Sometimes I lose patience with a piece due to the detail because it can take so long. (sometimes months) I need to take a break from some of my drawings and come back to them in a few weeks or even over a year. I usually have 10 or more pieces on the go these days so I don't get too sick of looking at just one of them.
I kind of discovered using the blue and red by accident when playing around. When I noticed the psychadelic effect I could get, I thought I'd try it. Jimi Hendrix posters used to have the same kind of effects with his hair.
I can't decide if I'm astonished or just plain terrified...
Firstly, the color choices are unnerving in and of themselves; it's as though I'm looking at a photo negative, an inversion of what things are supposed to be. It's jarring on the senses, a feeling that should be evoked from a work with such a title. Similarly, putting the vasculature on the outside switches up the conventional view of creatures, emphasizing the fantastical nature of what we're looking at.
Next, there's the "creature" concept-- an ethereal floating head-thing. The fact that it's just a head in the middle of what appears to be an endless expanse makes me wonder where the rest of it is, or worse, where the rest of Them are. Unfortunately, the red part of the beard takes away from this aspect somewhat, as it resembles a neck; however, without it the beard would be just white space, so it does at least serves a purpose. It's not immediately apparent where the dripping blood came from; did the creature just rise out of the sanguine sea, or is it the source thereof? And what is the source of that wind? Either way, it's a strange yet unique way of connecting the creature with its environment.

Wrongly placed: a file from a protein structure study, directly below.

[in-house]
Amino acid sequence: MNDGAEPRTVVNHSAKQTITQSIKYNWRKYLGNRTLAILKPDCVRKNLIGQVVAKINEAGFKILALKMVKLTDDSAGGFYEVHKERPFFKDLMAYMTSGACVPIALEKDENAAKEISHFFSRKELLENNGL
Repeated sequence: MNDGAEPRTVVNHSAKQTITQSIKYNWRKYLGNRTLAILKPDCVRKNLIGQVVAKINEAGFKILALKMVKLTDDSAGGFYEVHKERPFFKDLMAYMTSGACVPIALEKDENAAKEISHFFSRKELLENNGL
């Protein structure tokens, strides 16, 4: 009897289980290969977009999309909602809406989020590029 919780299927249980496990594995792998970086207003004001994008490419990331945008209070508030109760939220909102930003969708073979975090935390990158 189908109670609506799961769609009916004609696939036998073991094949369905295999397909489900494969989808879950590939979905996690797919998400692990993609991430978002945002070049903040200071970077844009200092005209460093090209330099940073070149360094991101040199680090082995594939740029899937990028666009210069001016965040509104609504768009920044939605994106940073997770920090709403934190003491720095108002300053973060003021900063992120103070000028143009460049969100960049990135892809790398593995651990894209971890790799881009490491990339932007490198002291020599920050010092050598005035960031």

Also, there's the form of the creature. While large objects may appear imposing or threatening, an emanciated creature like this lies more on the creepy side, by its nature incorrect, but for no obvious reason. It tapers well from the crown down to the face, drawing attention to that region. Meanwhile, the crown shows the viewer that the creature is dangerous-- what might those horns be used for, how is the deed done, how painful will the impact be?
Lastly, there's the facial features. The eyes are the first thing I notice, being pointed at different directions; looking in completely opposite directions, yet somehow you know it's watching you. Or maybe not! Maybe you've intruded upon the creature's home, and all you can think of of how long you have before it notices? The cheek horns add width to the face, keeping it from being overwhelmed by the beard, but they also don't detract attention from the eyes, or more importantly the mouth. The mouth must be my favorite feature in this peace-- narrow, formed by jaws not visibly connected, physically unable to smile or frown, all it could do is open, which I do NOT want...
A truly wonderful piece, a picturesque example of the macabre, and I feel enriched having seen it. Thank you.